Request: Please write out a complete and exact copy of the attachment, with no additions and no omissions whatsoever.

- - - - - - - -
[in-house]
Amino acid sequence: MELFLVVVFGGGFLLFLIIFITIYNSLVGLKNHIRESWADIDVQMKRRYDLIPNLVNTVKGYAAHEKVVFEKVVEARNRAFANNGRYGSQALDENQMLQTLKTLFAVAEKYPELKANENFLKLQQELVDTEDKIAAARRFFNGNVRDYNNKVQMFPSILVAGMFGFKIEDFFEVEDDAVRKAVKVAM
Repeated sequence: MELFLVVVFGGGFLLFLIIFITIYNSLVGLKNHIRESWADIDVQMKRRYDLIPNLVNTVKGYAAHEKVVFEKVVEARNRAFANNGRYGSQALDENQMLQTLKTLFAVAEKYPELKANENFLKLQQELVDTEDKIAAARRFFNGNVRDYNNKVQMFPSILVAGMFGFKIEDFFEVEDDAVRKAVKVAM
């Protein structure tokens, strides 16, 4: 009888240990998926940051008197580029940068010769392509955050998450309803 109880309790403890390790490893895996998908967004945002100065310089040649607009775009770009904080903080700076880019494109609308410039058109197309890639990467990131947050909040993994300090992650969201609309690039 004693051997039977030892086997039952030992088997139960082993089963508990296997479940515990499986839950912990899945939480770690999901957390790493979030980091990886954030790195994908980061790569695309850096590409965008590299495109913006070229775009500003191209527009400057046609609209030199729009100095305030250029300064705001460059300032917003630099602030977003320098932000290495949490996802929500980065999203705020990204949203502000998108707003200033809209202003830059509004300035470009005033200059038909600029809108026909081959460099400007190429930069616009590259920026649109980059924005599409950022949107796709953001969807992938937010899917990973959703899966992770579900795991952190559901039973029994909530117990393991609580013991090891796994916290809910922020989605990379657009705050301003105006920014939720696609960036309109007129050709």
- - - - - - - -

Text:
[in-house]
Amino acid sequence: MELFLVVVFGGGFLLFLIIFITIYNSLVGLKNHIRESWADIDVQMKRRYDLIPNLVNTVKGYAAHEKVVFEKVVEARNRAFANNGRYGSQALDENQMLQTLKTLFAVAEKYPELKANENFLKLQQELVDTEDKIAAARRFFNGNVRDYNNKVQMFPSILVAGMFGFKIEDFFEVEDDAVRKAVKVAM
Repeated sequence: MELFLVVVFGGGFLLFLIIFITIYNSLVGLKNHIRESWADIDVQMKRRYDLIPNLVNTVKGYAAHEKVVFEKVVEARNRAFANNGRYGSQALDENQMLQTLKTLFAVAEKYPELKANENFLKLQQELVDTEDKIAAARRFFNGNVRDYNNKVQMFPSILVAGMFGFKIEDFFEVEDDAVRKAVKVAM
């Protein structure tokens, strides 16, 4: 009888240990998926940051008197580029940068010769392509955050998450309803 109880309790403890390790490893895996998908967004945002100065310089040649607009775009770009904080903080700076880019494109609308410039058109197309890639990467990131947050909040993994300090992650969201609309690039 004693051997039977030892086997039952030992088997139960082993089963508990296997479940515990499986839950912990899945939480770690999901957390790493979030980091990886954030790195994908980061790569695309850096590409965008590299495109913006070229775009500003191209527009400057046609609209030199729009100095305030250029300064705001460059300032917003630099602030977003320098932000290495949490996802929500980065999203705020990204949203502000998108707003200033809209202003830059509004300035470009005033200059038909600029809108026909081959460099400007190429930069616009590259920026649109980059924005599409950022949107796709953001969807992938937010899917990973959703899966992770579900795991952190559901039973029994909530117990393991609580013991090891796994916290809910922020989605990379657009705050301003105006920014939720696609960036309109007129050709």